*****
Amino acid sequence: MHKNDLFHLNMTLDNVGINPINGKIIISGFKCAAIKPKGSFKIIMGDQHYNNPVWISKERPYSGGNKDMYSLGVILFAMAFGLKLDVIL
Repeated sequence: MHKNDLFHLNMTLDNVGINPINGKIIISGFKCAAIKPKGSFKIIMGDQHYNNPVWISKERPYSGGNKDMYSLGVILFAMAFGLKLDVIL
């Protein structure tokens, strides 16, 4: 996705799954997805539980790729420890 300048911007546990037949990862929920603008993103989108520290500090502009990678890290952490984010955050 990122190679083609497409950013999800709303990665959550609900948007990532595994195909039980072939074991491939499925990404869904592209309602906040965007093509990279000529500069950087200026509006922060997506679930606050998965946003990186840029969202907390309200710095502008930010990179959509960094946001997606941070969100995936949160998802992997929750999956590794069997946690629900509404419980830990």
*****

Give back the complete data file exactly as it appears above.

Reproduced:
Amino acid sequence: MHKNDLFHLNMTLDNVGINPINGKIIISGFKCAAIKPKGSFKIIMGDQHYNNPVWISKERPYSGGNKDMYSLGVILFAMAFGLKLDVIL
Repeated sequence: MHKNDLFHLNMTLDNVGINPINGKIIISGFKCAAIKPKGSFKIIMGDQHYNNPVWISKERPYSGGNKDMYSLGVILFAMAFGLKLDVIL
């Protein structure tokens, strides 16, 4: 996705799954997805539980790729420890 300048911007546990037949990862929920603008993103989108520290500090502009990678890290952490984010955050 990122190679083609497409950013999800709303990665959550609900948007990532595994195909039980072939074991491939499925990404869904592209309602906040965007093509990279000529500069950087200026509006922060997506679930606050998965946003990186840029969202907390309200710095502008930010990179959509960094946001997606941070969100995936949160998802992997929750999956590794069997946690629900509404419980830990």